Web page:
5. Bittencourt SA, Camacho LAB, Leal MC. O Sistema de Informação Hospitalar e sua aplicação na saúde coletiva. Cad Saúde Pública. 2006;22:19–30.View ArticlePubMedGoogle Scholar
  6. Ministério da Saúde: Informações de saúde base de dados na internet. Brasília: MS; http://tabnet.datasus.gov.br/cgi/deftohtm.exe?sih/cnv/fruf.def. Accessed 20 Feb 2016
  7. Berenstein CKL, Wajnman S. Efeitos da estrutura etária nos gastos com internação no Sistema Único de Saúde: uma análise de decomposição para duas áreas metropolitanas brasileiras. Cad Saúde Pública. 2008;24(10):2301–13.View ArticlePubMedGoogle Scholar
  8. Giegling I, Olgiati P, Hartman AM, et al. Personality and attempted suicide. Analysis of anger, aggression and impulsivity. J Psychiatr Res. 2009;43(16):1262–71. doi:https://doi.org/10.1016/j.jpsychires.2009.04.013.View ArticlePubMedGoogle Scholar
  9. Tidemalm D, Langstrom N, Lichtenstein P, Runeson B. Risk of suicide after suicide attempt according to coexisting psychiatric disorder: Swedish cohort study with long-term follow-up. BMJ. 2008;337:a2205.View ArticlePubMedPubMed CentralGoogle Scholar
  10. Pereira MG. Epidemiologia: Teoria e Prática. Rio de Janeiro: Guanabara Koogan; 2006.Google Scholar
  11. Cheong K-S, Choi M-H, Cho B-M, et al. Suicide Rate Differences by Sex, Age, and Urbanicity, and Related Regional Factors in Korea. J Prev Med Public Health. 2012;45(2):70–7. http://dx.doi.org/10.3961/jpmph.2012.45.2.70.View ArticlePubMedPubMed CentralGoogle Scholar
  12. Denney JT, Rogers RG, Krueger PM, Wadsworth T. Adult Suicide Mortality in the United States: Marital Status, Family Size, Socioeconomic Status, and Differences by Sex. Soc Sci Q. 2009, 90(5) http://dx.doi.org/10.1111/j.1540-6237.2009.00652.x
  13. Sola M. Sociodemografia del suicidio em la población adolescente y joven en Argentina 1999–2007. Rev Argent Salud Publica. 2011;2(9):18–23.Google Scholar
  14. Värnik A, Sisask M, Värnik P, et al. Drug suicide: a sex-equal cause of death in 16 European countries. BMC Public Health. 2011;11:61. doi:https://doi.org/10.1186/1471-2458-11-61.View ArticlePubMedPubMed CentralGoogle Scholar
  15. Pommereau X. Life-threatening behaviors, suicide, attempted suicide and self-inflicted injury. Bull Acad Natl Med. 2012;196(2):357–69.PubMedGoogle Scholar
  16. Shilubane HN, Ruiter RAC, van den Borne B, Sewpaul R, James S, Reddy PS. Suicide and related health risk behaviors among school learners in South Africa: results from the 2002 and 2008 national youth risk behavior surveys. BMC Public Health. 2013;13:926. doi:https://doi.org/10.1186/1471-2458-13-926.View ArticlePubMedPubMed CentralGoogle Scholar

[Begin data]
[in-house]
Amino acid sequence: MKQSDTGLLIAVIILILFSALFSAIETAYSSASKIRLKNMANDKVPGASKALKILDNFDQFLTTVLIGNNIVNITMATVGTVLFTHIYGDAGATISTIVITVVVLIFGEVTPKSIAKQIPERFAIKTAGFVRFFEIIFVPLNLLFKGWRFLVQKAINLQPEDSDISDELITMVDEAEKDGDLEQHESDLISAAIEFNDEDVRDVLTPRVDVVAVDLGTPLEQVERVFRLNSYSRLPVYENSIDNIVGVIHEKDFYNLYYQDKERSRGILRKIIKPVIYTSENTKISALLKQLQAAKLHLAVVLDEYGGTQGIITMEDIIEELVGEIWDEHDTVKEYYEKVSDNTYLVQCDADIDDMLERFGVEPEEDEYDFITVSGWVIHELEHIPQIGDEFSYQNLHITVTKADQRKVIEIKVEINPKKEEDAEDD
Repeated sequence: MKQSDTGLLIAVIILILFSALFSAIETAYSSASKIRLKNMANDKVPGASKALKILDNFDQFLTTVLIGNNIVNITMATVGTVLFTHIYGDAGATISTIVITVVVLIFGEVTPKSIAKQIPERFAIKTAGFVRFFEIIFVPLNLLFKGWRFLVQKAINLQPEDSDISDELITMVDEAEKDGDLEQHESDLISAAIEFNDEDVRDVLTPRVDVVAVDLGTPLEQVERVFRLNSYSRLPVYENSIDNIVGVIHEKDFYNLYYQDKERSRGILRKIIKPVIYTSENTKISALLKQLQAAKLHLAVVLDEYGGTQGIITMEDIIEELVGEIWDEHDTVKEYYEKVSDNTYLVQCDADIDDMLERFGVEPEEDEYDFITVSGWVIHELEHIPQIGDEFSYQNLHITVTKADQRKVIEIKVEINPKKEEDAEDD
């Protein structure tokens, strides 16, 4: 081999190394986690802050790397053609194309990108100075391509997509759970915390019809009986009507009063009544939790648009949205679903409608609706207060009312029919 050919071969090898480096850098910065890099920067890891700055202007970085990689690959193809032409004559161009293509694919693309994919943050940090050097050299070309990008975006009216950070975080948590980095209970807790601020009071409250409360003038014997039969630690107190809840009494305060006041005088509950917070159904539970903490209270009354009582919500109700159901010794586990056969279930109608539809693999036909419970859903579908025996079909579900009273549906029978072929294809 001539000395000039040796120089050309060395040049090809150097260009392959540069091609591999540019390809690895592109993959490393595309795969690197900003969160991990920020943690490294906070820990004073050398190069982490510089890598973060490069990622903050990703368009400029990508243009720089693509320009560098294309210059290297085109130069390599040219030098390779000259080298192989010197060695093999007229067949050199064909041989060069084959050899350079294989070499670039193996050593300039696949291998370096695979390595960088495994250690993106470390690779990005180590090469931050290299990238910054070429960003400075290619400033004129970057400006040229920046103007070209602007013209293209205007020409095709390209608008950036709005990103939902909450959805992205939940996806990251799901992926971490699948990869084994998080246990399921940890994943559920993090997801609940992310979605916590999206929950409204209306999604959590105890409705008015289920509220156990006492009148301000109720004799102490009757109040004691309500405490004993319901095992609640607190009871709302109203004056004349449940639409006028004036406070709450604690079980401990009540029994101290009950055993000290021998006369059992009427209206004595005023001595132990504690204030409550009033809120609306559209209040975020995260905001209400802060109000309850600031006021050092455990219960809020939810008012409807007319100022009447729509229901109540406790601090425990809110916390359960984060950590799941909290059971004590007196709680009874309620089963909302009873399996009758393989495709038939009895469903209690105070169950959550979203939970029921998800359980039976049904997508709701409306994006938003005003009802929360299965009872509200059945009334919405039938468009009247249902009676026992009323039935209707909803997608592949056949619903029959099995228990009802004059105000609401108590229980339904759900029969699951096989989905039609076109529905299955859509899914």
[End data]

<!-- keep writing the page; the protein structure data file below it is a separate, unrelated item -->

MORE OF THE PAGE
17. Tsirigotis K, Gruszczynski W, Tsirigotis M. Gender differentiation in methods of suicide attempts. Med Sci Monit. 2011;17(8):PH65–70. doi:10.12659/MSM.881887.View ArticlePubMedPubMed CentralGoogle Scholar
  18. Cleary A. Suicidal action, emotional expression, and the performance of masculinities. Soc Sci Med. 2012;74(4):498–505. doi:https://doi.org/10.1016/j.socscimed.2011.08.002.View ArticlePubMedGoogle Scholar
  19. Hawton K, Saunders KEA, O’Connor RC. Self-harm and suicide in adolescents. Lancet. 2012;379(9834):2373–82. doi:https://doi.org/10.1016/S0140-6736(12)60322-5.View ArticlePubMedGoogle Scholar
  20. Dombrovski AY, Szanto K. Prevention of Suicide in the Elderly. Ann Long Term Care. 23 2005 http://www.annalsoflongtermcare.com/article/5082. Accessed 15 Feb 2016.
  21. Bando DH, Brunoni AR, Fernandes TG, Benseñor IM, Lotufo PA. Suicide rates and trends in São Paulo, Brazil, according to gender, age and demographic aspects: a joinpoint regression analysis. Rev Bras Psiquiatr. 2012;34(3):286–93. doi:https://doi.org/10.1016/j.rbp.2012.02.001.View ArticlePubMedGoogle Scholar
  22. Ciulla L, Nogueira EL, Filho IGS, Tres GL, Engroff P, Ciulla V. Suicide risk in the elderly: Data from Brazilian public health care program. J Affect Disord. 2013;152:513-16. http://dx.doi.org/10.1016/j.jad.2013.05.090.
  23. Turhan E, Inandi T, Aslan M, Zeren C. Epidemiology of attempted suicide in Hatay, Turkey. Neurosciences. 2011;16(4):347–52.PubMedGoogle Scholar
  24. Moberg T, Stenbacka M, Jönsson EG, Nordström P, Åsberg M, Jokinen J. Risk factors for adult interpersonal violence in suicide attempters. BMC Psychiatry. 2014;14:195. doi:https://doi.org/10.1186/1471-244X-14-195.View ArticlePubMedPubMed CentralGoogle Scholar
  25. Chachamovich E, Stefanello S, Botega N, Turecki G. Which are the recent clinical findings regarding the association between depression and suicide? Rev Bras Psiquiatr. 2009;31(1):18–25. http://dx.doi.org/10.1590/S1516-44462009000500004.View ArticleGoogle Scholar